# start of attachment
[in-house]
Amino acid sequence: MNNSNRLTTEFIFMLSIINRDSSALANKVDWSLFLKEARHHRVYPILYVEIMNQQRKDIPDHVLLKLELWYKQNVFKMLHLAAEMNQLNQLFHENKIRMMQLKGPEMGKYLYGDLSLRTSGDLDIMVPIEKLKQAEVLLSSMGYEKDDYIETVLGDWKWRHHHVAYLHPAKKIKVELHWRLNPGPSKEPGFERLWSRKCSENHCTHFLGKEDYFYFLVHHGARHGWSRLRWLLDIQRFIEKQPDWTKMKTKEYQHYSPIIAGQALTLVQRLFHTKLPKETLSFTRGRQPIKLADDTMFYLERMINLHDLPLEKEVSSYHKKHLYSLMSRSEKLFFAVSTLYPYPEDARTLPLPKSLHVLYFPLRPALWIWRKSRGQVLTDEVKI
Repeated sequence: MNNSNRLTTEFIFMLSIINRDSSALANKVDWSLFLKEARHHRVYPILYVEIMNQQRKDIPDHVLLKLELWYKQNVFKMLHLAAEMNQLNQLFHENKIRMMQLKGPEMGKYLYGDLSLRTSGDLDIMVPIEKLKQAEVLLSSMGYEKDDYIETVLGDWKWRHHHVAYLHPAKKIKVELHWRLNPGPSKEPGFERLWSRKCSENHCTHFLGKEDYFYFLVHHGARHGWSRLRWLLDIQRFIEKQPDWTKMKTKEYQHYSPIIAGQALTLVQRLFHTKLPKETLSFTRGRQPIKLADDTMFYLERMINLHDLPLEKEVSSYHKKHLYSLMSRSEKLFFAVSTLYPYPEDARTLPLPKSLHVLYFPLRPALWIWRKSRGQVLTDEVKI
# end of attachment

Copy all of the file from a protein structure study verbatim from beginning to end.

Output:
[in-house]
Amino acid sequence: MNNSNRLTTEFIFMLSIINRDSSALANKVDWSLFLKEARHHRVYPILYVEIMNQQRKDIPDHVLLKLELWYKQNVFKMLHLAAEMNQLNQLFHENKIRMMQLKGPEMGKYLYGDLSLRTSGDLDIMVPIEKLKQAEVLLSSMGYEKDDYIETVLGDWKWRHHHVAYLHPAKKIKVELHWRLNPGPSKEPGFERLWSRKCSENHCTHFLGKEDYFYFLVHHGARHGWSRLRWLLDIQRFIEKQPDWTKMKTKEYQHYSPIIAGQALTLVQRLFHTKLPKETLSFTRGRQPIKLADDTMFYLERMINLHDLPLEKEVSSYHKKHLYSLMSRSEKLFFAVSTLYPYPEDARTLPLPKSLHVLYFPLRPALWIWRKSRGQVLTDEVKI
Repeated sequence: MNNSNRLTTEFIFMLSIINRDSSALANKVDWSLFLKEARHHRVYPILYVEIMNQQRKDIPDHVLLKLELWYKQNVFKMLHLAAEMNQLNQLFHENKIRMMQLKGPEMGKYLYGDLSLRTSGDLDIMVPIEKLKQAEVLLSSMGYEKDDYIETVLGDWKWRHHHVAYLHPAKKIKVELHWRLNPGPSKEPGFERLWSRKCSENHCTHFLGKEDYFYFLVHHGARHGWSRLRWLLDIQRFIEKQPDWTKMKTKEYQHYSPIIAGQALTLVQRLFHTKLPKETLSFTRGRQPIKLADDTMFYLERMINLHDLPLEKEVSSYHKKHLYSLMSRSEKLFFAVSTLYPYPEDARTLPLPKSLHVLYFPLRPALWIWRKSRGQVLTDEVKI